Farting Garbage

I think I heard your garbage fart. 

I have two very scientific books about farts: Farts and Farts Part II. I can classify most farts. (I just patted myself on the back, thankyouverymuch). The fart your garbage can made is an S.B.D. Fart: Silent But Deadly. I think the name says it all.

I need to clarify something. It’s about composting. Again. If you are sick of hearing us harp on you about composting, here’s the feel-good, good-for-the-Earth crunchy punchline about diverting your food and yard waste from the landfill to compost: it not only decreases landfill, it decreases greenhouse gas emissions. Its not just a landfill issue, its a global warming issue.

Paul Hawken, editor of the book Drawdown: The Most Comprehensive Plan Ever Proposed to Reduce Global Warming, states in an interview,

The number one thing you can do… is reduce food waste.  Americans waste 40 percent of the food that we produce. And it takes a lot of energy to produce that food, not just on a farm level but shipping and storage and packing and distribution and processing. It takes 14 or 15 calories for every calorie you consume, and then you toss it. Not in San Francisco, but in most cities in the world and certainly in the United States, that food then goes to landfills and produces methane, a greenhouse gas which is 34 times more powerful than CO2.

Composting is nature’s way of recycling decomposed organic materials into a rich soil. It is not recycling, which takes paper/cardboard plus non-organic materials, applies a bunch of energy to it to manufacture something else. Both have their place in processing waste, but they are not the same.

If you think your organic matter will break down in the landfill and it’s the same thing or just as good, you are mistaken. While that makes sense in theory, the dirty truth is that landfills pack in garbage so if it can break down, it does so anaerobically. When you throw your kitchen scraps into the mix with plastic and other non-compostables, it is bulldozed into as small of a space as possible, air can’t get to it, and must break down without oxygen and releases METHANE. Methane is more potent than carbon dioxide. It’s also in farts!

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Don’t believe me? One farm from by favorite local dairy co-op just debuted the first ever methane-powered feed truck. It takes cow poop, captures and digests the methane, and converts it to electricity, which powers a truck that brings the mooing poopers their food. Read more about this awesome, innovative, pooptastic system.  Full circle, closed-system, baby!!

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Straus methane digester

So if you want to compost your scraps yourself, great! Here’s a http://www.howstuffworks.com/embed/923481” target=”_blank” rel=”noopener”>Stuff You Should Know podcast my friend Becky-Boo shared with me.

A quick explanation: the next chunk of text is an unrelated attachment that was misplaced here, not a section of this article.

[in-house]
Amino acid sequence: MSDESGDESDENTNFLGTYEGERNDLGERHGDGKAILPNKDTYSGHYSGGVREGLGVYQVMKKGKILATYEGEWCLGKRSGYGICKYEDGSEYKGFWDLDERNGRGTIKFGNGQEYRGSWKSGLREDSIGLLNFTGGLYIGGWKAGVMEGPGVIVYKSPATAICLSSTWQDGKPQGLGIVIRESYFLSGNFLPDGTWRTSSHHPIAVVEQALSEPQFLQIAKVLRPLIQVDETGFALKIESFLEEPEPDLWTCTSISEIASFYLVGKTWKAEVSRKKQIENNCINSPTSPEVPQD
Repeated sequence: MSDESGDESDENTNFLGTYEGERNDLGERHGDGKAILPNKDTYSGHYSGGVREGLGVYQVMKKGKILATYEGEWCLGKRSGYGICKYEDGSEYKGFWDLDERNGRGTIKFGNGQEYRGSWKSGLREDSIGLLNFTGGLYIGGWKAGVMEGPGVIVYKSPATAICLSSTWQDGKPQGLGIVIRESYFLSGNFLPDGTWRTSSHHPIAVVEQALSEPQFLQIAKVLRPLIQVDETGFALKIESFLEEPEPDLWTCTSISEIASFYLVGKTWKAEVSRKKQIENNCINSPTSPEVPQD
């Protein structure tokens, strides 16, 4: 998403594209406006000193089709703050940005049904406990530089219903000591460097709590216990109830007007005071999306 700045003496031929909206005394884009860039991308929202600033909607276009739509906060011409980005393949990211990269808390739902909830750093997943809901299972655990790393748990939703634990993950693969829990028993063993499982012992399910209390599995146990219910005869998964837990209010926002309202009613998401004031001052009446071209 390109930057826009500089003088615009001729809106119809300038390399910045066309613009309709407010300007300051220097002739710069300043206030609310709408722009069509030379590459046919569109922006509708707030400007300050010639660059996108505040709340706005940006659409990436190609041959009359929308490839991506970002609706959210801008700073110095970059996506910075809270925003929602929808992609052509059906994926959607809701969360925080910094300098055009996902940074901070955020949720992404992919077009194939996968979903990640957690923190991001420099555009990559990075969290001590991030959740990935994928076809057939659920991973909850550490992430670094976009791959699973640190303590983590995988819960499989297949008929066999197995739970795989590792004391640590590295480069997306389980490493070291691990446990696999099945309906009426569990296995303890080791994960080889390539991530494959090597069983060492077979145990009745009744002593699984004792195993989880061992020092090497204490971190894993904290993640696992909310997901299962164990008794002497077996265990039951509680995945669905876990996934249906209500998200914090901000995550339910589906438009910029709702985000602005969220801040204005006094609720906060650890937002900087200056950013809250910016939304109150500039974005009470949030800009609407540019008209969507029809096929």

If you don’t want to manage a rotting pile of organic matter yourself, great! There’s people who will do it for you! Chances are that if you are in some sort of municipality, they have a green waste system. They will manage your banana peels so they break down in such way that they will not fart.

It’s a lot of work for microbes to digest your scraps into compost, but takes very little effort on your part. Keep a bowl on your counter when you prep your produce, and scrape your plates and paper napkins into it when you are done eating. You will be AMAZED how much stuff can be diverted to compost. My friend Liz used to live up two flights of illegally steep stairs in a San Francisco apartment. She would keep a container in her freezer for compost to keep smells and fruit flies at bay she didn’t need to run to the green bin as often. If she could compost her kitchen and household waste, no one has an excuse not to!

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Countertop compost collection: coffee, dryer lint, egg shells, silk dental floss, paper napkin, kitchen scraps.

Rotting my waste brings me a whole lot of joy. I know that sounds weird, but there is something magical and scientifically enthralling about having things break down and return to the earth to become something else. I recently put in a good 10 yards of soil into my backyard project. I visited a local soil and dirt company that had a gorgeous soil blend that incorporated local municipal compost. There was a lot to like about this dark, rich, and ripe load of dirt, but mostly I was happy it hadn’t traveled very far at all to return to my backyard. I had personally contributed to that soil blend from my own kitchen. I had it delivered, and to show the delivery person where I wanted it, I hastily threw down an old Goodwill cotton flannel sheet in my driveway.

By the time we dug to the bottom of that pile, soil microbes had munched that sheet to shreds! What powerful and living potential locked in that seemingly simple pile of brown! Now I have melons and pumpkins and pollinator-friendly-perennials coming out of my ears! It’s almost criminal to cram that stuff in a dump to just sit there and do nothing but fart, unfulfilling its life-sustaining destiny.

Give the planet some Beano and compost your scraps!

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